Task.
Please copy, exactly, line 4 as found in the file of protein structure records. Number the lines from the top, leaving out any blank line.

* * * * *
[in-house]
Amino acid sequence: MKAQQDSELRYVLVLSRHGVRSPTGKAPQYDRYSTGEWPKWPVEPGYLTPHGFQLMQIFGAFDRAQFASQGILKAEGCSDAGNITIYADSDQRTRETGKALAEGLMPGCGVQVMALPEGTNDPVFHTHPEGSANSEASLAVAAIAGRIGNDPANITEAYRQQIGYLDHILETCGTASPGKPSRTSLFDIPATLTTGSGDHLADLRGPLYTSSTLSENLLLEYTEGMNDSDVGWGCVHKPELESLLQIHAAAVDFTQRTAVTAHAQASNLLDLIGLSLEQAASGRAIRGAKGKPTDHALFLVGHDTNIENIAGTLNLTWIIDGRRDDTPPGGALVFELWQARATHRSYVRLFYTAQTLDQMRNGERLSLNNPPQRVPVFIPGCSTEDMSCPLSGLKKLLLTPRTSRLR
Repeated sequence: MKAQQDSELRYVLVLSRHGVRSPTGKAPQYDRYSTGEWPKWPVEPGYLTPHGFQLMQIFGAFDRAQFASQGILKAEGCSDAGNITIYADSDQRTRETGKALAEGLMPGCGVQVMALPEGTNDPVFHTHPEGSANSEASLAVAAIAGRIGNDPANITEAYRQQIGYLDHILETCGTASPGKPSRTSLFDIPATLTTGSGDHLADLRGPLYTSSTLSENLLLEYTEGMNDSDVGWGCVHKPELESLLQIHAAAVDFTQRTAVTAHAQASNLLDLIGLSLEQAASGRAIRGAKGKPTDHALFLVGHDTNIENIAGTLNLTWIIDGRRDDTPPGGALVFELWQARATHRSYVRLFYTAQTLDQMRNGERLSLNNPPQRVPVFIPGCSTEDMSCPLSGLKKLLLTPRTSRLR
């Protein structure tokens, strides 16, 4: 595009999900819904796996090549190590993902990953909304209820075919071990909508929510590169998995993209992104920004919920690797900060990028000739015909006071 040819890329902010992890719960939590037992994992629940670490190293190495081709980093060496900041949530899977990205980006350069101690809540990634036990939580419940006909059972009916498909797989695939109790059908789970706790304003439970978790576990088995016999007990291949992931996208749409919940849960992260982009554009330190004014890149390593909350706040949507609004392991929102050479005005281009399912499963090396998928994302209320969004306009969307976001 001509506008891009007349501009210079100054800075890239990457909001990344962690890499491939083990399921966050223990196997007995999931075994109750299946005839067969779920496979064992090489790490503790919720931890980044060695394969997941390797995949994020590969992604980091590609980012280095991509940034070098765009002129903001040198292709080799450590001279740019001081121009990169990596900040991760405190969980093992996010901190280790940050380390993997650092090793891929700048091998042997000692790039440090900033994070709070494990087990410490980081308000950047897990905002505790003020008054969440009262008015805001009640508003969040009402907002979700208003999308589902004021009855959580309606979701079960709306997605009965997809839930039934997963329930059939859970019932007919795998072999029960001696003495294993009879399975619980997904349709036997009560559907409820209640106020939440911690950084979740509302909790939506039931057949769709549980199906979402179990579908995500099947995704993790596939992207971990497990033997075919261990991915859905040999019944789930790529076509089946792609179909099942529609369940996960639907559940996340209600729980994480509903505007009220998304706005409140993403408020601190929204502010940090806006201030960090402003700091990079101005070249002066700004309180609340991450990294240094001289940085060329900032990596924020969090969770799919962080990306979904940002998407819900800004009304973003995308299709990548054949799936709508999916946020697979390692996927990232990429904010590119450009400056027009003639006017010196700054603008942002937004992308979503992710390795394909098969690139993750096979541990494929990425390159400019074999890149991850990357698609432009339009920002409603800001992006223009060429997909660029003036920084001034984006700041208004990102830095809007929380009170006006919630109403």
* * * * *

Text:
């Protein structure tokens, strides 16, 4: 595009999900819904796996090549190590993902990953909304209820075919071990909508929510590169998995993209992104920004919920690797900060990028000739015909006071 040819890329902010992890719960939590037992994992629940670490190293190495081709980093060496900041949530899977990205980006350069101690809540990634036990939580419940006909059972009916498909797989695939109790059908789970706790304003439970978790576990088995016999007990291949992931996208749409919940849960992260982009554009330190004014890149390593909350706040949507609004392991929102050479005005281009399912499963090396998928994302209320969004306009969307976001 001509506008891009007349501009210079100054800075890239990457909001990344962690890499491939083990399921966050223990196997007995999931075994109750299946005839067969779920496979064992090489790490503790919720931890980044060695394969997941390797995949994020590969992604980091590609980012280095991509940034070098765009002129903001040198292709080799450590001279740019001081121009990169990596900040991760405190969980093992996010901190280790940050380390993997650092090793891929700048091998042997000692790039440090900033994070709070494990087990410490980081308000950047897990905002505790003020008054969440009262008015805001009640508003969040009402907002979700208003999308589902004021009855959580309606979701079960709306997605009965997809839930039934997963329930059939859970019932007919795998072999029960001696003495294993009879399975619980997904349709036997009560559907409820209640106020939440911690950084979740509302909790939506039931057949769709549980199906979402179990579908995500099947995704993790596939992207971990497990033997075919261990991915859905040999019944789930790529076509089946792609179909099942529609369940996960639907559940996340209600729980994480509903505007009220998304706005409140993403408020601190929204502010940090806006201030960090402003700091990079101005070249002066700004309180609340991450990294240094001289940085060329900032990596924020969090969770799919962080990306979904940002998407819900800004009304973003995308299709990548054949799936709508999916946020697979390692996927990232990429904010590119450009400056027009003639006017010196700054603008942002937004992308979503992710390795394909098969690139993750096979541990494929990425390159400019074999890149991850990357698609432009339009920002409603800001992006223009060429997909660029003036920084001034984006700041208004990102830095809007929380009170006006919630109403």